Making travel safer in cyberspace – minister calls for closer partnership with industry and the public
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Francis Maude, minister for cybersecurity, today urged business leaders to help invest in empowering safe travel through cyberspace.
Francis Maude, the government’s newly appointed Minister for Cyber Security, today urged business leaders to help protect the economic well being of the country by investing in measures to empower safe travel through cyberspace.
In his first speech since taking over the cyber portfolio from Baroness Neville-Jones, Mr Maude told a conference in London that the development of computers and the internet is similar to what the development of cars and the road network did in the 20th century offering “the freedom to explore, investigate and widen horizons” and “transforming everything about our society overwhelmingly for the better”.
Speaking to delegates at the conference, Mr Maude said:
The government’s National Cyber Security Programme will ensure that we all benefit from a safe, secure and resilient cyberspace.
As minister for the Cabinet Office, Mr Maude is principally responsible for the government’s public sector efficiency and reform agendas, a key part of which is the drive towards government transparency.
He told the conference that his new responsibilities for cyber are a good fit with his existing portfolio and added “computing and the internet are absolutely fundamental in the drive towards government transparency and opening up of every sort of government-held information to public scrutiny and commercial enterprise”.
Mr Maude cited the work to put the public services of the Driver and Vehicle Licensing Agency (DVLA) online as a great start to placing government services online and said that Identity Assurance is a measure the government will be championing – “we must go wider and deeper at the same time as assuring people that we are not delivering a Big Brother state”.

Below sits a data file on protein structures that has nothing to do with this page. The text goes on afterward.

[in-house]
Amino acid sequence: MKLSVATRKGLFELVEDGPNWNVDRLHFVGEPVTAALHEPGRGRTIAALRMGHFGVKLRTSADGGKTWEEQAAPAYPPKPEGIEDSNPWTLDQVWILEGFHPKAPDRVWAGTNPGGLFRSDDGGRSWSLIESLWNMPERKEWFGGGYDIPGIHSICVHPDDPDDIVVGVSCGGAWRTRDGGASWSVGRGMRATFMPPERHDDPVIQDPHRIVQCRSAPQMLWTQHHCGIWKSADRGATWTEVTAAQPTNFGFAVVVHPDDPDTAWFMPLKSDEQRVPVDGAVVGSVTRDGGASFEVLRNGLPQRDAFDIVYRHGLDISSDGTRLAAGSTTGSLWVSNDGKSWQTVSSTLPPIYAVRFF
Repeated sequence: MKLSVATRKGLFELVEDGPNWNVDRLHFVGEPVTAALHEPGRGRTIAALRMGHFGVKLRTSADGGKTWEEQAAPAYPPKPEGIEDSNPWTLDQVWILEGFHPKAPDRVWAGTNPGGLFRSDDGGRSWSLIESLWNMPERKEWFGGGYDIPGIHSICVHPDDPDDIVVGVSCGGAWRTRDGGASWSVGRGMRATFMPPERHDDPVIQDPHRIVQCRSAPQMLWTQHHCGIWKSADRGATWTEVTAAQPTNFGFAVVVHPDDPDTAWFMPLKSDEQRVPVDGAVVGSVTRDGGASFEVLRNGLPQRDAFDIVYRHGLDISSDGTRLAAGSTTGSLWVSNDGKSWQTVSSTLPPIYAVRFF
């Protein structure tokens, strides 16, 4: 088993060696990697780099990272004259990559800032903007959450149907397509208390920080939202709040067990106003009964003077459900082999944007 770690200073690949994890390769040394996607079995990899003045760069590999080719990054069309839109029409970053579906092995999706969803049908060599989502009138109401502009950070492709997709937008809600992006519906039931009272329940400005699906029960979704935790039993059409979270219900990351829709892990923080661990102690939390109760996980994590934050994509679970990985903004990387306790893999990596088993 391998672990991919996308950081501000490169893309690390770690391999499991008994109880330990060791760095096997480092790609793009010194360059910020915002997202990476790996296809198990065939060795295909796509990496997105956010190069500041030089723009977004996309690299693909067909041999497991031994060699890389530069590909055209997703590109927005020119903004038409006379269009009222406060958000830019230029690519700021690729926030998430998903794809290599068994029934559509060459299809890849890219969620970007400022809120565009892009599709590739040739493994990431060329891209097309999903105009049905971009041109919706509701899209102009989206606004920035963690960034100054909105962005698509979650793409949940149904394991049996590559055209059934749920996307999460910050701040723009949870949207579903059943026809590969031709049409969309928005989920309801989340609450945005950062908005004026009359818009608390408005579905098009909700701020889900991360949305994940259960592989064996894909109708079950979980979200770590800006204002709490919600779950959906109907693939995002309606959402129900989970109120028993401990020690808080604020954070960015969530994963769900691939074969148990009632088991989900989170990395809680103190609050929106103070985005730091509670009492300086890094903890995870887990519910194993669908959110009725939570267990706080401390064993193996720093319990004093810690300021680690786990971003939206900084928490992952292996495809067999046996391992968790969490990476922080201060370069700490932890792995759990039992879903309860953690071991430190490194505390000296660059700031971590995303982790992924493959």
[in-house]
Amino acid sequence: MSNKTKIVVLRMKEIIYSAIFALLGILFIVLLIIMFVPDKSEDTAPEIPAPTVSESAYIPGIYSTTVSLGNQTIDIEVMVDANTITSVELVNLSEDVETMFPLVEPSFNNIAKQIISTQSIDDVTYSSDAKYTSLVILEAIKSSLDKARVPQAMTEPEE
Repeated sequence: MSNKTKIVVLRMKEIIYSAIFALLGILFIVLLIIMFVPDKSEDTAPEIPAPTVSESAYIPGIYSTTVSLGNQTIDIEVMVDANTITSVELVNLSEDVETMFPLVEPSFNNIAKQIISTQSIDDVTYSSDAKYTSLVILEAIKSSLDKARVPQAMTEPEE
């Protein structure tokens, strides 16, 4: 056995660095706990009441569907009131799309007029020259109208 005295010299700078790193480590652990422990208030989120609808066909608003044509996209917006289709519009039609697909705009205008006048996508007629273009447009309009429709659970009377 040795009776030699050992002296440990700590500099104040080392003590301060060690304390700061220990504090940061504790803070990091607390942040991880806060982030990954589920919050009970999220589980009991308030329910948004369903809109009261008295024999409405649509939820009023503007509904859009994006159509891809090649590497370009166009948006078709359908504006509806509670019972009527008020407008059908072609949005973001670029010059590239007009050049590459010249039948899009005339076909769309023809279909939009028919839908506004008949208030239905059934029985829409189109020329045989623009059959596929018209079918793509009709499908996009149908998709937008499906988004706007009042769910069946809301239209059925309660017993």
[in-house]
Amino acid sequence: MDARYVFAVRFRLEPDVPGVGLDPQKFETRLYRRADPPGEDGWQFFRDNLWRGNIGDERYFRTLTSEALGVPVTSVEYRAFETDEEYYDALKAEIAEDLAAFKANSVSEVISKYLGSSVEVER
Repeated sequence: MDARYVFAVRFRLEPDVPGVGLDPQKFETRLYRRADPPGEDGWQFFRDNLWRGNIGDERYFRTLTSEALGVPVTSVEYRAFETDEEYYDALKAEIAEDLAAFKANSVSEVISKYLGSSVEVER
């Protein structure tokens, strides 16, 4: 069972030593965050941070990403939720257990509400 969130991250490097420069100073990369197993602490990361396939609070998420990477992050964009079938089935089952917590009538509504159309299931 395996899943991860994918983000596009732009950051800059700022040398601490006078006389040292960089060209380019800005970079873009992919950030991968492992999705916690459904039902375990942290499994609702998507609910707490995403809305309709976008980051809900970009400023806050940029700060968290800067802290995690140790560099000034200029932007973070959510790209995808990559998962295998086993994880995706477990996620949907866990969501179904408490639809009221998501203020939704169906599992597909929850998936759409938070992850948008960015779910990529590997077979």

Technology on its own is not enough; it needs to be underpinned by genuine confidence in its use. Confidence that it will work, confidence that bit is resilient and confidence that it is secure. Furthermore this confidence has to be shared equally by the providers of these services - the government - and the consumers of these services - industry and the general public.
He said that ensuring we all benefit from a safe, secure and resilient cyberspace would mean underpinning confidence that the UK is a safe place to do business in cyberspace. That means engaging and collaborating with the public, with industry and with other countries. He cited the recent cyber communique at the end of last weeks meeting between the Prime Minister and President Obama and discussions at the subsequent G8 meeting as examples of this important international cooperation.
The government’s National Cyber Security programme is now live and will involve delivery of a £650 million programme over the next 4 years designed to “tackle cyber crime and industrial espionage as well as threats to national security”.